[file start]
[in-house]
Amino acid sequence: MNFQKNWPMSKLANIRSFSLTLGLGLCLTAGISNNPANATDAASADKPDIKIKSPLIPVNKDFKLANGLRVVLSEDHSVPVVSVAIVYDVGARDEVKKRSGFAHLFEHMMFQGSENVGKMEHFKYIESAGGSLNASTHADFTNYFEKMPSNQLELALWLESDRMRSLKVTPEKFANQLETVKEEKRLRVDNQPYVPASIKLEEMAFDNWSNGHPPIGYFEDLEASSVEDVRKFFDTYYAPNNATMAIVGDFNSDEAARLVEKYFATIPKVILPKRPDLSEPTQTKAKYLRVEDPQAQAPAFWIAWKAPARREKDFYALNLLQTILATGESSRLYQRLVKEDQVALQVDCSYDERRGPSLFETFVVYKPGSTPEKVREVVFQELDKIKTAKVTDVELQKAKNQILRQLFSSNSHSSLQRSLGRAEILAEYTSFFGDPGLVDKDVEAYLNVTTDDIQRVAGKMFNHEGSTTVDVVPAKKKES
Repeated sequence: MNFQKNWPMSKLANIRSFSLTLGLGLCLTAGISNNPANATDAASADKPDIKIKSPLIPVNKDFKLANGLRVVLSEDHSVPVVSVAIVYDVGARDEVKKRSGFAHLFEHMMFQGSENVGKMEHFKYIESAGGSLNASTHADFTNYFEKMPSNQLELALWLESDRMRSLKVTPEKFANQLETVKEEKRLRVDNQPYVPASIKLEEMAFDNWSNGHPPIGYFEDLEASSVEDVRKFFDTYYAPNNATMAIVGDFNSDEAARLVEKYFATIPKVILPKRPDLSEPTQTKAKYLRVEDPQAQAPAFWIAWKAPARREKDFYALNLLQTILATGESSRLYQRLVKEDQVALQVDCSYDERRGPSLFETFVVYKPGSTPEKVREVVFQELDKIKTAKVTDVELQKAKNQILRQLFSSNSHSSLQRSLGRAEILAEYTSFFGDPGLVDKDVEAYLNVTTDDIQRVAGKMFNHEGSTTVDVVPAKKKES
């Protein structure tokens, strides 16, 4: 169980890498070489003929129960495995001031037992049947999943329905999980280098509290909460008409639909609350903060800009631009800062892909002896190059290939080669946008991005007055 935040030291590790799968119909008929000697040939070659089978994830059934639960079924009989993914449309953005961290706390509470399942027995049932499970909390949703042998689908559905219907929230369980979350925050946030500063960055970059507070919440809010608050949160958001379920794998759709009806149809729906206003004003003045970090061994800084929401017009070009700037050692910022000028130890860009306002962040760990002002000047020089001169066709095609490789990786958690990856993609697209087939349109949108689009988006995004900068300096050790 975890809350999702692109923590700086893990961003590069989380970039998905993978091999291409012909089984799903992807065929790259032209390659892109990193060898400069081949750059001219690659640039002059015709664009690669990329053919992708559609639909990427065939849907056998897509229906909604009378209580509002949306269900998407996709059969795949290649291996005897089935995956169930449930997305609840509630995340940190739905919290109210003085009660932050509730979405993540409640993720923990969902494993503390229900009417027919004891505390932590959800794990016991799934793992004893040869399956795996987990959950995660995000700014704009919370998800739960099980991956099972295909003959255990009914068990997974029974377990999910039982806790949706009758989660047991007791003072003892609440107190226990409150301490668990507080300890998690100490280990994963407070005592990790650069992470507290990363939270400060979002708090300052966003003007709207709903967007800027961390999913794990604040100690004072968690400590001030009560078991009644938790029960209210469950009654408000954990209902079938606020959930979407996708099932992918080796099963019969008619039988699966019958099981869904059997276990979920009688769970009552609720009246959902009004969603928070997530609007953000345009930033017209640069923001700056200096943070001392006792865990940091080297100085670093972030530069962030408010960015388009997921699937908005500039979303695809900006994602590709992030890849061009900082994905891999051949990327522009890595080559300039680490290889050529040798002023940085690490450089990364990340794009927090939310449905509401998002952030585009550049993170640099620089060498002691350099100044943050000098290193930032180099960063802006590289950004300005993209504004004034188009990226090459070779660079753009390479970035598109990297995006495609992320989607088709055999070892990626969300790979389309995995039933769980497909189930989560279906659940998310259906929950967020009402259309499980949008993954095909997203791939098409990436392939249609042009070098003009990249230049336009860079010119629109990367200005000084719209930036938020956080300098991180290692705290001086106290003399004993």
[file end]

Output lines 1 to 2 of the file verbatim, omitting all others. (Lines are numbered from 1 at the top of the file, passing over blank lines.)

[in-house]
Amino acid sequence: MNFQKNWPMSKLANIRSFSLTLGLGLCLTAGISNNPANATDAASADKPDIKIKSPLIPVNKDFKLANGLRVVLSEDHSVPVVSVAIVYDVGARDEVKKRSGFAHLFEHMMFQGSENVGKMEHFKYIESAGGSLNASTHADFTNYFEKMPSNQLELALWLESDRMRSLKVTPEKFANQLETVKEEKRLRVDNQPYVPASIKLEEMAFDNWSNGHPPIGYFEDLEASSVEDVRKFFDTYYAPNNATMAIVGDFNSDEAARLVEKYFATIPKVILPKRPDLSEPTQTKAKYLRVEDPQAQAPAFWIAWKAPARREKDFYALNLLQTILATGESSRLYQRLVKEDQVALQVDCSYDERRGPSLFETFVVYKPGSTPEKVREVVFQELDKIKTAKVTDVELQKAKNQILRQLFSSNSHSSLQRSLGRAEILAEYTSFFGDPGLVDKDVEAYLNVTTDDIQRVAGKMFNHEGSTTVDVVPAKKKES